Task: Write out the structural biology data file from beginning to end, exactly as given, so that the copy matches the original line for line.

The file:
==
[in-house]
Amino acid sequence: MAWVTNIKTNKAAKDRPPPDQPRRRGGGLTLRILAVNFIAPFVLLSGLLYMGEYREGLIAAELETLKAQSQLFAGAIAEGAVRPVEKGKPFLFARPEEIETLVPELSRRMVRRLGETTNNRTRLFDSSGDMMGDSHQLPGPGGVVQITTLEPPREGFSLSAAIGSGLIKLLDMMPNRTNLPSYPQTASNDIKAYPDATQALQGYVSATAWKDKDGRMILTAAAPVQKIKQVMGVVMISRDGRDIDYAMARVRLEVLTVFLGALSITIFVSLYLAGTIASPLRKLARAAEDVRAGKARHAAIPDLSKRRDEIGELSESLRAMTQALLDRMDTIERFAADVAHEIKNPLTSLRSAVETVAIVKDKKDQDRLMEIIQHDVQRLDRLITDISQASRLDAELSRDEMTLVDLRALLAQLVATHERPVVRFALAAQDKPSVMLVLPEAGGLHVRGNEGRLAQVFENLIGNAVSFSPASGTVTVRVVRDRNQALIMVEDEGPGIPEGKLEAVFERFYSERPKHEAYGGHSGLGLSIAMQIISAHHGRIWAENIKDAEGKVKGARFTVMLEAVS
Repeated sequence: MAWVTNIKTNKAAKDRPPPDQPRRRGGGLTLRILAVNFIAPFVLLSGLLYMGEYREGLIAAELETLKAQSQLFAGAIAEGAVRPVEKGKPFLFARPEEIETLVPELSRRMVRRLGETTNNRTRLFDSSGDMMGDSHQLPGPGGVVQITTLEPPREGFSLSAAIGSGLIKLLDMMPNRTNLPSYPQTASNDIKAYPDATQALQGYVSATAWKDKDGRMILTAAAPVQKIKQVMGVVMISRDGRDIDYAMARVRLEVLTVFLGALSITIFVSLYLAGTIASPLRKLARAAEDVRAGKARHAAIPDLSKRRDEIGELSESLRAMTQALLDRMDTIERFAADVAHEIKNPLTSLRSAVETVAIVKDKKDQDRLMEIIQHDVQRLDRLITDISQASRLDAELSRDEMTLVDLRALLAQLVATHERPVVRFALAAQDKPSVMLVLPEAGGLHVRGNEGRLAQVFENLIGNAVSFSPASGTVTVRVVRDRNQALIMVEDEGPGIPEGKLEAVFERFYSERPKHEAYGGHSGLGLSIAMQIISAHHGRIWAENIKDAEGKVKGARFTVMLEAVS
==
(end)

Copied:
[in-house]
Amino acid sequence: MAWVTNIKTNKAAKDRPPPDQPRRRGGGLTLRILAVNFIAPFVLLSGLLYMGEYREGLIAAELETLKAQSQLFAGAIAEGAVRPVEKGKPFLFARPEEIETLVPELSRRMVRRLGETTNNRTRLFDSSGDMMGDSHQLPGPGGVVQITTLEPPREGFSLSAAIGSGLIKLLDMMPNRTNLPSYPQTASNDIKAYPDATQALQGYVSATAWKDKDGRMILTAAAPVQKIKQVMGVVMISRDGRDIDYAMARVRLEVLTVFLGALSITIFVSLYLAGTIASPLRKLARAAEDVRAGKARHAAIPDLSKRRDEIGELSESLRAMTQALLDRMDTIERFAADVAHEIKNPLTSLRSAVETVAIVKDKKDQDRLMEIIQHDVQRLDRLITDISQASRLDAELSRDEMTLVDLRALLAQLVATHERPVVRFALAAQDKPSVMLVLPEAGGLHVRGNEGRLAQVFENLIGNAVSFSPASGTVTVRVVRDRNQALIMVEDEGPGIPEGKLEAVFERFYSERPKHEAYGGHSGLGLSIAMQIISAHHGRIWAENIKDAEGKVKGARFTVMLEAVS
Repeated sequence: MAWVTNIKTNKAAKDRPPPDQPRRRGGGLTLRILAVNFIAPFVLLSGLLYMGEYREGLIAAELETLKAQSQLFAGAIAEGAVRPVEKGKPFLFARPEEIETLVPELSRRMVRRLGETTNNRTRLFDSSGDMMGDSHQLPGPGGVVQITTLEPPREGFSLSAAIGSGLIKLLDMMPNRTNLPSYPQTASNDIKAYPDATQALQGYVSATAWKDKDGRMILTAAAPVQKIKQVMGVVMISRDGRDIDYAMARVRLEVLTVFLGALSITIFVSLYLAGTIASPLRKLARAAEDVRAGKARHAAIPDLSKRRDEIGELSESLRAMTQALLDRMDTIERFAADVAHEIKNPLTSLRSAVETVAIVKDKKDQDRLMEIIQHDVQRLDRLITDISQASRLDAELSRDEMTLVDLRALLAQLVATHERPVVRFALAAQDKPSVMLVLPEAGGLHVRGNEGRLAQVFENLIGNAVSFSPASGTVTVRVVRDRNQALIMVEDEGPGIPEGKLEAVFERFYSERPKHEAYGGHSGLGLSIAMQIISAHHGRIWAENIKDAEGKVKGARFTVMLEAVS